Squash Blossoms Take Cooking to a Whole New Level!
Those of you who grow gardens are familiar with this remarkable blossom. The squash blossom is the precursor to every squash we eat.
Squash blossoms aren’t just pretty, some are even edible. The light and delicate blossoms from any winter and summer squash are delicious and loaded with health benefits as well. For instance:
One cup of squash blossoms only has five calories!
They also have only one gram of carbohydrates.
They’re high in calcium.
They’re high in iron.
They’re especially high in vitamin C.
They’re especially high in vitamin A.
Squash blossoms are extremely perishable and should be stored in the refrigerator for no more than a day. For best results, they should be used within just a few hours after picking. Thus you’ll seldom find them at supermarkets where produce is flown in from all around the world. Typically, you have to come by these bright and fragile delicacies at your local farmers market or even better, in your own or your neighbor’s garden.
You’ll notice that they’re naturally soft and somewhat limp. When selecting, choose those that look fresh, with closed buds.
Their flavor is light and airy (as the blossoms are themselves). They have a hint of the squash from whence they’ve come. These blossoms are a favorite garnish for professional chefs in high end restaurants, but can be used for much more than pretty garnishing (in soups, salads, entrees). They’re actually used in all manner of cooking, and are large enough for stuffing. You should try using them; they can take your cooking to a whole new level.
It’s true: Blossoms are unbeatable when stuffed with cheese and breadcrumbs (or cooked rice), dipped in batter, and lightly fried. For a healthier version, consider baking them instead of batter-dipping and frying.
It takes a little bit of work, but they make a spectacular appetizer. The pros at Food Network (www.foodnetwork.com) experimented with recipes for everything from tempura batter to egg batter to beer batter. Their conclusion was that all batters work well, but they do advise that for frying you want to make sure the oil is at the proper temperature (a thermometer helps). This way, the food absorbs the least amount of oil, which helps keep the calories and fat under control.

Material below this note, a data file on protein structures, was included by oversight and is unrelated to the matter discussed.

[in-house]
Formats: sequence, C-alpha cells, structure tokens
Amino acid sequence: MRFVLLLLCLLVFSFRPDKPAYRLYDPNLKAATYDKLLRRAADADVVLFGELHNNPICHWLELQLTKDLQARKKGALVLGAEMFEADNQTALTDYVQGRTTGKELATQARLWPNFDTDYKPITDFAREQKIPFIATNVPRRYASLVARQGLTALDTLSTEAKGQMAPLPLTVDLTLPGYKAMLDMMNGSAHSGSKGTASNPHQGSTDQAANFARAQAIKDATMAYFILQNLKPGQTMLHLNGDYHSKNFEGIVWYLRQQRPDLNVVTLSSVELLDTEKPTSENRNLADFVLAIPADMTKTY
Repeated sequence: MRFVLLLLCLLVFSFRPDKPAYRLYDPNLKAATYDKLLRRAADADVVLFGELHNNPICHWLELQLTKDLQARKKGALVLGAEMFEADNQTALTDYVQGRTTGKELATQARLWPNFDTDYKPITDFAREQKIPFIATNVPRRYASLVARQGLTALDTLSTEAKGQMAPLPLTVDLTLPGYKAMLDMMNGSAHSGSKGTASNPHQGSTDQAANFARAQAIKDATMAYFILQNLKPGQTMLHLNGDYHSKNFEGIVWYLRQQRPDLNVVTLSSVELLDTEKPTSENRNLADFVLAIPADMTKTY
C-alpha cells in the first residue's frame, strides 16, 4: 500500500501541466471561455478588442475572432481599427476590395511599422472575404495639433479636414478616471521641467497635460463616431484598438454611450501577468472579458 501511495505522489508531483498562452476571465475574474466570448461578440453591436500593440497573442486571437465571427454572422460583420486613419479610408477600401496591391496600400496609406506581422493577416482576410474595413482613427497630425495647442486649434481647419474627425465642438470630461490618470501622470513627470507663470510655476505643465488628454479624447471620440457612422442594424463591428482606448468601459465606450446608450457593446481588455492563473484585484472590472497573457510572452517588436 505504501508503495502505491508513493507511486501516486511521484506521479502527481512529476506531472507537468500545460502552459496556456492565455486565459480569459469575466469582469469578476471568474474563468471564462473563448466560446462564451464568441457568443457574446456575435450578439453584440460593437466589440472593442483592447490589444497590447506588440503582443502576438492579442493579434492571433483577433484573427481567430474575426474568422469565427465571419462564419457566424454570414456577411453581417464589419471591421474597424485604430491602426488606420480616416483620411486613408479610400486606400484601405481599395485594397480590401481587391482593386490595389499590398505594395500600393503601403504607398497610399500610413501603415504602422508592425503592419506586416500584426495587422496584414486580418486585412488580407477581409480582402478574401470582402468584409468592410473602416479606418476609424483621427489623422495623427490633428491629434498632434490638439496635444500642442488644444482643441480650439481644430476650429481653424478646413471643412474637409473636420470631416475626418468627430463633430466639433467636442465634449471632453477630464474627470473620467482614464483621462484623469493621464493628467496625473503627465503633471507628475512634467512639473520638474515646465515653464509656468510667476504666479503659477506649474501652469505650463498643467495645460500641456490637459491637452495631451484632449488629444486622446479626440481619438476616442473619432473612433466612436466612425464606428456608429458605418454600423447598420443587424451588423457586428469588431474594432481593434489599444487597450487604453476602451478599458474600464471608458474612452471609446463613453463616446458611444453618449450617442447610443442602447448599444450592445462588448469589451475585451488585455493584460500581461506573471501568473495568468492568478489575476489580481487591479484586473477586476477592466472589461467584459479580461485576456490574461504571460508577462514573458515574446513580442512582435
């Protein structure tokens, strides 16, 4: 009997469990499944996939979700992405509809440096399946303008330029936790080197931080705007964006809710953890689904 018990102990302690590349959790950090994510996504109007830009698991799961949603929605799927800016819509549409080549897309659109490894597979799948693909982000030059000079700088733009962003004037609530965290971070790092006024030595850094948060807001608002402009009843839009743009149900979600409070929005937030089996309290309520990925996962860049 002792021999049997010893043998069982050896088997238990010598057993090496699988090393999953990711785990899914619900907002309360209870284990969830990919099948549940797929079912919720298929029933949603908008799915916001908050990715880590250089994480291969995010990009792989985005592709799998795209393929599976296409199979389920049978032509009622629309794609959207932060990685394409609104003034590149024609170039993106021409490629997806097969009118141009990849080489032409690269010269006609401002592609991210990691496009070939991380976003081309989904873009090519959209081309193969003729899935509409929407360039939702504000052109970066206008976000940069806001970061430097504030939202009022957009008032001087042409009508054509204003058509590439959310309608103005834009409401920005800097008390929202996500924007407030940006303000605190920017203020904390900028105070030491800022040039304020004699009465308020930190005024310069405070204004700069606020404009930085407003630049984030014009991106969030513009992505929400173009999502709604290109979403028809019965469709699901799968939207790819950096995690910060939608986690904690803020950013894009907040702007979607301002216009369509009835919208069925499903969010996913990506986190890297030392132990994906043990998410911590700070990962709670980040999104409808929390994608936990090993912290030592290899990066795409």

Squash blossoms also make a gourmet pizza topping as well as a pasta sauce or salad addition. To do this you can use them whole (as the photo shows) or you can gently tear or make a chiffonade of the blossoms. I’ve even added them to my stir frys. And their mild flavor makes them easy to work with. They contribute a pleasant flavor and texture to quesadillas, for instance. And try adding them to your creamy fresh veggie soups; the flavor sparkle that results takes your dish to a whole new level.
Don’t you think eating these blossoms now and then is a clever idea? After all, what gardener doesn’t end up with way more squash than he or she can eat in any given garden season? So eating the blossoms is a cool way to control the amount of squash you have. No more nightmare harvests!
With all this said, I’ll close with a favorite recipe that puts these beautiful flowers to work as the above-mentioned appetizer. Thanks goes to the folks at the Food Network Blog for this. See what you think:
CRISPY SQUASH BLOSSOMS (yield: 14)
1/2 cup part-skim ricotta cheese
3 tablespoons chopped fresh basil
1/4 cup shredded part-skim mozzarella cheese
Canola oil for frying
1 cup all-purpose flour
1 cup milk
1/8 teaspoon kosher salt
1/8 teaspoon freshly ground black pepper
14 squash blossoms
Place ricotta in a small bowl lined with cheesecloth or a paper towel. Cover with plastic wrap and place in the refrigerator to drain for 1 to 2 hours. Combine strained ricotta, basil, and mozzarella in a small bowl; mix well with a fork. Transfer cheese mixture to a resealable plastic bag and cut off one of the corners so that the filling can be squeezed out. Gently pull away the leaves of each blossom and squeeze in about 3/4 to 1 teaspoon of the filling. Close the petals and gently twist at the top to seal.
To prepare the batter, combine flour and milk. Season with salt and pepper and whisk to combine.
Heat oil in a medium saucepan to 350-degrees. Dip the stuffed blossoms in the batter and allow any batter excess to drip off. Gently place in hot oil and fry, turning once, until golden – about 2 minutes. Transfer to a paper towel to drain. Sprinkle with additional salt if desired and serve immediately.
DVO Newsletter Contributor since 2006
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